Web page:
Skip to main content
U.S. flag

An official website of the United States government

Official websites use .gov
A .gov website belongs to an official government organization in the United States.

Secure .gov websites use HTTPS
A lock ( ) or https:// means you’ve safely connected to the .gov website. Share sensitive information only on official, secure websites.

An Electrically-Detected Magnetic Resonance Study of the Atomic-Scale Effects of Fluorine on the Negative Bias Temperature Instability

Published

Author(s)

J.T. Ryan, Patrick M. Lenahan, A.T. Krishnan, S. Krishnan, Jason Campbell

Abstract

It has been shown that the negative bias temperature instability (NBTI) may be significantly suppressed through the incorporation of fluorine in the gate oxide. In this study, we use the electrically-detected magnetic resonance technique of spin dependent recombination and standard gated diode current measurements to investigate the atomic-scale processes involved in fluorine's suppression of NBTI. Our results indicate that fluorine effectively passivates Si/SiO2 Pb0 center defect precursors, but is much less effective at passivating Si/SiO2 Pb1 center defect precursors. Since these two defects have significantly different densities of states, our results maybe useful in modeling NBTI response in fluorinated oxide devices. Our results also help to provide a fundamental explanation for the observation that fluorination has a strong effect on NBTI in 'pure' SiO2 MOS devices, but is ineffective at reducing NBTI in nitrided oxide devices.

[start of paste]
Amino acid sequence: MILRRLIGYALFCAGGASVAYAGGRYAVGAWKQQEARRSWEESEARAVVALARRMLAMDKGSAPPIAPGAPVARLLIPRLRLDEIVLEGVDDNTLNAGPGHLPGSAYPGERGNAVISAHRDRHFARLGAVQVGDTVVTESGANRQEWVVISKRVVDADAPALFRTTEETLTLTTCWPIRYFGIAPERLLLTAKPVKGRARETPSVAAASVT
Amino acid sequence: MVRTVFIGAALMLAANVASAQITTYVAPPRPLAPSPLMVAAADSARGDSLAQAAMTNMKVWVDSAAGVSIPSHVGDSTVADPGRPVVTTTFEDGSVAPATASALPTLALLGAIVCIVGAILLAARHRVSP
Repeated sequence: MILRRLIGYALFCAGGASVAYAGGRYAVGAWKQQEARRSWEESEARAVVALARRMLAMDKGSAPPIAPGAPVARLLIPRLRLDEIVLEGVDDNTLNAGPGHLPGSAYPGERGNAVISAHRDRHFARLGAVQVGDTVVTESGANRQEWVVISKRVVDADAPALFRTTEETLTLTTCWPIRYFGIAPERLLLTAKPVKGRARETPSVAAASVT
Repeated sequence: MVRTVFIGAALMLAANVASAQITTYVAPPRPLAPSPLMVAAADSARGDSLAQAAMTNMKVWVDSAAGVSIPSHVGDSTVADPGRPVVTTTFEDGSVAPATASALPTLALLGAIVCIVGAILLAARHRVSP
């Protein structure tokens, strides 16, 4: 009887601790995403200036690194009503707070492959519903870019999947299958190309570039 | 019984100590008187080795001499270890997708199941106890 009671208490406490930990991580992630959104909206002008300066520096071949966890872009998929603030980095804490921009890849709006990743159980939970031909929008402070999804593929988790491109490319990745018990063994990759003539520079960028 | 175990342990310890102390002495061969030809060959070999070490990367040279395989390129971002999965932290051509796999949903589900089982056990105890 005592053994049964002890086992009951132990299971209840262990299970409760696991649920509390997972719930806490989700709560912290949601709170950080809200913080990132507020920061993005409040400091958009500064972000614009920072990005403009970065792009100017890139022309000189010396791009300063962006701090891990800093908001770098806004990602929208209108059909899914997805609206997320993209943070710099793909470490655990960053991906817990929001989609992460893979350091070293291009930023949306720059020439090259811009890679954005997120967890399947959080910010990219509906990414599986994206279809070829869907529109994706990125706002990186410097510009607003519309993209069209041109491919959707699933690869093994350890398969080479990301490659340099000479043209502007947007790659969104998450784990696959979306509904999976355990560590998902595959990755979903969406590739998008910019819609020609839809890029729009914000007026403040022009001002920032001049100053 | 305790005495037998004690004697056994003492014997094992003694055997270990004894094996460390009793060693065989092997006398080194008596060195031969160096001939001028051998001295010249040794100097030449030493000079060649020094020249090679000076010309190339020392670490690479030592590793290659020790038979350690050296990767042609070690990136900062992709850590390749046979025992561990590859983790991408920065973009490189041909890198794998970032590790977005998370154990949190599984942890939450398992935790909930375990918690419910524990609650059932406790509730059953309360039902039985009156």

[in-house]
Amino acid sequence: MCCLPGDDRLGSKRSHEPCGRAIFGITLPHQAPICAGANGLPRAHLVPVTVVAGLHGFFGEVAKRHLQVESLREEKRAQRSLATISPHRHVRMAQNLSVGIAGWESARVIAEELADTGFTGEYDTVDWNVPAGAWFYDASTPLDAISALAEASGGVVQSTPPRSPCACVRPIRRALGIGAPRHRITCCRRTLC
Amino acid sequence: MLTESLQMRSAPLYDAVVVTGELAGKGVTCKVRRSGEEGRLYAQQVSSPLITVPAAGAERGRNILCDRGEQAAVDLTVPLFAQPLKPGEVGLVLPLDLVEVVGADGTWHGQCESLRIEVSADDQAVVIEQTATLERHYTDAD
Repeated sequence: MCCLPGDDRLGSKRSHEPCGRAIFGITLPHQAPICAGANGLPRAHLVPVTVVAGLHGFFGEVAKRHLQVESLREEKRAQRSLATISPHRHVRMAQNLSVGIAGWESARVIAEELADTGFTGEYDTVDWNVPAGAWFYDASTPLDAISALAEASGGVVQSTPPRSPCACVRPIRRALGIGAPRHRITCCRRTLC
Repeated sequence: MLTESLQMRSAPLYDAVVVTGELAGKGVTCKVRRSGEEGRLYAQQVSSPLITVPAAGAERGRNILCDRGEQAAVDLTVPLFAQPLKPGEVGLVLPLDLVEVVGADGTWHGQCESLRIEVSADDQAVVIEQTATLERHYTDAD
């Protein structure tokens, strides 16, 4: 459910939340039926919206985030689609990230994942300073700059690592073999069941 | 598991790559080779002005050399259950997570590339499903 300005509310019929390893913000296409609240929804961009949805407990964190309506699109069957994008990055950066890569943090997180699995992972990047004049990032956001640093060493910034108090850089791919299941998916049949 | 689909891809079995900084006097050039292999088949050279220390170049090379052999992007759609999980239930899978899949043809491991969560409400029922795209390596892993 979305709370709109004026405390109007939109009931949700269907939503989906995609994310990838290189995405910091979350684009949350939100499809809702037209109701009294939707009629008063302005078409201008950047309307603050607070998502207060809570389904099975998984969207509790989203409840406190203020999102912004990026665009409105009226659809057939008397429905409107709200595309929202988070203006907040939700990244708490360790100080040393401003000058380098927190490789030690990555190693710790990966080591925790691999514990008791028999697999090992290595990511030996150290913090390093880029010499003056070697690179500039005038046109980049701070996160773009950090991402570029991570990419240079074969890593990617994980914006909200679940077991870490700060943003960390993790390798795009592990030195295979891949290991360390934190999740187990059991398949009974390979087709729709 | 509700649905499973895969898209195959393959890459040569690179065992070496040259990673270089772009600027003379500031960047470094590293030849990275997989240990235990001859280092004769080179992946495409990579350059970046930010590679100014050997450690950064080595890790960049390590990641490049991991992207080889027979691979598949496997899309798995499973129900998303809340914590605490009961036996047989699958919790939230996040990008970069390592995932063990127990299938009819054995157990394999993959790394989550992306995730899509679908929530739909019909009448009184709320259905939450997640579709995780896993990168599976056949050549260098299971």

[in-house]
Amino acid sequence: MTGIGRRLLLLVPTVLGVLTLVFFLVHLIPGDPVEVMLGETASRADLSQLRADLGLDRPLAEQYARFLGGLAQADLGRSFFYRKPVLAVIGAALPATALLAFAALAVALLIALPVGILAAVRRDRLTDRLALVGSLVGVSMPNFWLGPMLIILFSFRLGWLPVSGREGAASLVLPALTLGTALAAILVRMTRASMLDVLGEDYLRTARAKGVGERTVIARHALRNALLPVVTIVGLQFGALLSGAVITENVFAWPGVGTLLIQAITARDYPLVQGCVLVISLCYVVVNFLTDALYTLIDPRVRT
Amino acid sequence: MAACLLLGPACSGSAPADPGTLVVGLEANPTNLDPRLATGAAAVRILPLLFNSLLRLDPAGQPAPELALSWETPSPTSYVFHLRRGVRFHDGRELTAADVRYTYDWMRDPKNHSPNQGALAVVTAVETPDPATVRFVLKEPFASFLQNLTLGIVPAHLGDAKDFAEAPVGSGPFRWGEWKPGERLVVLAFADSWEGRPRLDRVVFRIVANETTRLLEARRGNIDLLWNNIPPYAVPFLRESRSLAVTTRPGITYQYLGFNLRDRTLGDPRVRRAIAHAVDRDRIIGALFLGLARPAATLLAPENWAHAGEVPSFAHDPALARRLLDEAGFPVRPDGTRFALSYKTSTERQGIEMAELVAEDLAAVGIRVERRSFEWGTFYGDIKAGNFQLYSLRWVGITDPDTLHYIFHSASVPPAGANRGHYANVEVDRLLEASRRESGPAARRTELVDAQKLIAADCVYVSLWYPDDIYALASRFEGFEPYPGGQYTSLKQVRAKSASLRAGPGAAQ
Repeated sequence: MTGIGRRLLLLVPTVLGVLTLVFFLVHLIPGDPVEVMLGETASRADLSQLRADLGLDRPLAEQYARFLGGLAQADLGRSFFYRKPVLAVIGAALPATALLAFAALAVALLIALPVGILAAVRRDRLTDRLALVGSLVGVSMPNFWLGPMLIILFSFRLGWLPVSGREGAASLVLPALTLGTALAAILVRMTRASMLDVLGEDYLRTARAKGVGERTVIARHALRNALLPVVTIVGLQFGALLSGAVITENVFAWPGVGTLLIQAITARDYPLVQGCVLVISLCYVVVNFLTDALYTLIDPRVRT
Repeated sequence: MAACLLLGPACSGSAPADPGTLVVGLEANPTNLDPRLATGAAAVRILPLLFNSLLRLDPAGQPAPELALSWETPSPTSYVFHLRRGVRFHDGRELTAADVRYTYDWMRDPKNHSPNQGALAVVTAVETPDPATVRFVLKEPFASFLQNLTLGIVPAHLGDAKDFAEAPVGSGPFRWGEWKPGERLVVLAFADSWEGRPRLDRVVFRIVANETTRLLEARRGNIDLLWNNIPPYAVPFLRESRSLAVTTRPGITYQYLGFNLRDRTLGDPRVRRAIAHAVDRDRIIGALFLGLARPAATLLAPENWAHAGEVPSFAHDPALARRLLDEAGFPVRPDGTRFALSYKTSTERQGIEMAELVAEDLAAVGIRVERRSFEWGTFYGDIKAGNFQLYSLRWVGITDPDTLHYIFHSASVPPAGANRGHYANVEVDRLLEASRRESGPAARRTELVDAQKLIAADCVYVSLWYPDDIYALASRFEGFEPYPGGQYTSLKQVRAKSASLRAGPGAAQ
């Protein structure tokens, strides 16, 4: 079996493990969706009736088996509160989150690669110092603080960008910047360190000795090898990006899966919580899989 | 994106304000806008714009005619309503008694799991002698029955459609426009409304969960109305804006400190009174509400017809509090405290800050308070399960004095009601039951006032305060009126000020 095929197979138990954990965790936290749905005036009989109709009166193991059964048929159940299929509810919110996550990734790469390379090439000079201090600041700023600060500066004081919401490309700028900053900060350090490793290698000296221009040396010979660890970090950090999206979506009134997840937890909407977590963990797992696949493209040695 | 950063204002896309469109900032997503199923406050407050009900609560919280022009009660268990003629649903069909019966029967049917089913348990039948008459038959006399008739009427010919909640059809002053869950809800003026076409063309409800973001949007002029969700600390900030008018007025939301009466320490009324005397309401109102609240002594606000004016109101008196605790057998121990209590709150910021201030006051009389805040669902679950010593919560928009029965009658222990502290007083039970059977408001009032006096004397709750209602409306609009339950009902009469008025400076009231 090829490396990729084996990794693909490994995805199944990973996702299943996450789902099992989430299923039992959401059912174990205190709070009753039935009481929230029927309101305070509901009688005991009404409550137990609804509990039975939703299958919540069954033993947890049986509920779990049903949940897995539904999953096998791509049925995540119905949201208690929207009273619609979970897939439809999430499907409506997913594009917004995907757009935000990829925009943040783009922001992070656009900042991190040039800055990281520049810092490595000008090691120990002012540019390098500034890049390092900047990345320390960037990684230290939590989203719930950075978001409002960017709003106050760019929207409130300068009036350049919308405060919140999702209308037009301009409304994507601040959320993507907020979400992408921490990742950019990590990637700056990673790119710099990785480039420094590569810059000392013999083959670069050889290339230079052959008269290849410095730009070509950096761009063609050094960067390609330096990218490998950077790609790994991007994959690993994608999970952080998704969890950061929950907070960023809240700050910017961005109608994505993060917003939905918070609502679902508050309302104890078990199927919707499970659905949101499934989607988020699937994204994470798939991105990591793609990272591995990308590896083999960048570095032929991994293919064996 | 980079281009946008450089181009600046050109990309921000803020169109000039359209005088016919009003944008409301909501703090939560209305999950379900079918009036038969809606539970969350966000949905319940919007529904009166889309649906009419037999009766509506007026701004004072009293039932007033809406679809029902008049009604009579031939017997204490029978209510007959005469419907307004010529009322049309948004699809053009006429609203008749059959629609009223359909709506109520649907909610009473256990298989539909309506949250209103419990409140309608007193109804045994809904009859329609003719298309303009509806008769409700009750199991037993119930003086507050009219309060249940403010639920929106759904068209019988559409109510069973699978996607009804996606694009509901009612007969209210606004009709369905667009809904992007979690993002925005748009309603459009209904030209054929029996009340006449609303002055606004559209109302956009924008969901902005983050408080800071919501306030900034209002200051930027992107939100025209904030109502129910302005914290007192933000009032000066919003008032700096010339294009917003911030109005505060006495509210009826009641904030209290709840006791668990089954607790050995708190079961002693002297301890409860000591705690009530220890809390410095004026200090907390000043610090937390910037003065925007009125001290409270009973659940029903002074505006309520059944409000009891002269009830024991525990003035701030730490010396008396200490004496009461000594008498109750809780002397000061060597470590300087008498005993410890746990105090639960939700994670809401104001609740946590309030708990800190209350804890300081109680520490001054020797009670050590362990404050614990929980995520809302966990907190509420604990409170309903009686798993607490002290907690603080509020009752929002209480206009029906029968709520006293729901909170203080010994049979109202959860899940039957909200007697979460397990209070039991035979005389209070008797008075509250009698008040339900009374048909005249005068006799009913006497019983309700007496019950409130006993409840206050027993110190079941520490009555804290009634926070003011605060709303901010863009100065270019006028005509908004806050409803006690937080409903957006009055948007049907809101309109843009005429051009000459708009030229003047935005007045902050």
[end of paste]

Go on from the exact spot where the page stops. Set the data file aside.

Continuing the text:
Proceedings Title
2008 IEEE International Integrated Reliability Workshop
Conference Dates
October 12-16, 2008
Conference Location
South Lake Tahoe, NV, US

Citation

Ryan, J. , Lenahan, P. , Krishnan, A. , Krishnan, S. and Campbell, J. (2009), An Electrically-Detected Magnetic Resonance Study of the Atomic-Scale Effects of Fluorine on the Negative Bias Temperature Instability, 2008 IEEE International Integrated Reliability Workshop, South Lake Tahoe, NV, US, [online], https://tsapps.nist.gov/publication/get_pdf.cfm?pub_id=900189 (Accessed April 17, 2024)
Created January 4, 2009, Updated October 12, 2021